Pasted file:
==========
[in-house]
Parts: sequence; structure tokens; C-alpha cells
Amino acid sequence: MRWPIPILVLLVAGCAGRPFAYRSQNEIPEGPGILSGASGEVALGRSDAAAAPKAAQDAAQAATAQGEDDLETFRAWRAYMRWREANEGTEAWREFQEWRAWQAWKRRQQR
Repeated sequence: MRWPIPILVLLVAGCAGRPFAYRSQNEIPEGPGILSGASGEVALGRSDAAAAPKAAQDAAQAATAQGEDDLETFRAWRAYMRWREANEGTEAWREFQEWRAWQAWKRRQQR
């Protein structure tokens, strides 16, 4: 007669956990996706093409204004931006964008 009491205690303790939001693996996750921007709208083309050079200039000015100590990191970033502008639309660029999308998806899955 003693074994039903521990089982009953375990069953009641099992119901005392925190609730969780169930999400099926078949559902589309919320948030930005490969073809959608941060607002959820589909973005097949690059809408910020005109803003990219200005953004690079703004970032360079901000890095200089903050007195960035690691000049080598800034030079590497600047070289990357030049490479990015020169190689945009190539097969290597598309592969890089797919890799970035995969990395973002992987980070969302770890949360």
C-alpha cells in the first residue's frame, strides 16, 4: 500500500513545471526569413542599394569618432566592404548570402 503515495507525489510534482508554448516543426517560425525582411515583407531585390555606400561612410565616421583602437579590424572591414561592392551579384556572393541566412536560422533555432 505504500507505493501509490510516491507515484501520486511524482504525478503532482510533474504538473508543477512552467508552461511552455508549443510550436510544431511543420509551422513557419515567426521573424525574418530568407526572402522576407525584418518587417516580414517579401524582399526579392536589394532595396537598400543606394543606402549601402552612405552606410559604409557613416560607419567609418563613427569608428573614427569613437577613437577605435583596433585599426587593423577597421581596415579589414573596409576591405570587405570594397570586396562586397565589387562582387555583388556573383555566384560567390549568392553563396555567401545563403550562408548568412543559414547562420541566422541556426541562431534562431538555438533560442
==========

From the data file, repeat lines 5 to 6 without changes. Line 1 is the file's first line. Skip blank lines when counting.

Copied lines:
């Protein structure tokens, strides 16, 4: 007669956990996706093409204004931006964008 009491205690303790939001693996996750921007709208083309050079200039000015100590990191970033502008639309660029999308998806899955 003693074994039903521990089982009953375990069953009641099992119901005392925190609730969780169930999400099926078949559902589309919320948030930005490969073809959608941060607002959820589909973005097949690059809408910020005109803003990219200005953004690079703004970032360079901000890095200089903050007195960035690691000049080598800034030079590497600047070289990357030049490479990015020169190689945009190539097969290597598309592969890089797919890799970035995969990395973002992987980070969302770890949360």
C-alpha cells in the first residue's frame, strides 16, 4: 500500500513545471526569413542599394569618432566592404548570402 503515495507525489510534482508554448516543426517560425525582411515583407531585390555606400561612410565616421583602437579590424572591414561592392551579384556572393541566412536560422533555432 505504500507505493501509490510516491507515484501520486511524482504525478503532482510533474504538473508543477512552467508552461511552455508549443510550436510544431511543420509551422513557419515567426521573424525574418530568407526572402522576407525584418518587417516580414517579401524582399526579392536589394532595396537598400543606394543606402549601402552612405552606410559604409557613416560607419567609418563613427569608428573614427569613437577613437577605435583596433585599426587593423577597421581596415579589414573596409576591405570587405570594397570586396562586397565589387562582387555583388556573383555566384560567390549568392553563396555567401545563403550562408548568412543559414547562420541566422541556426541562431534562431538555438533560442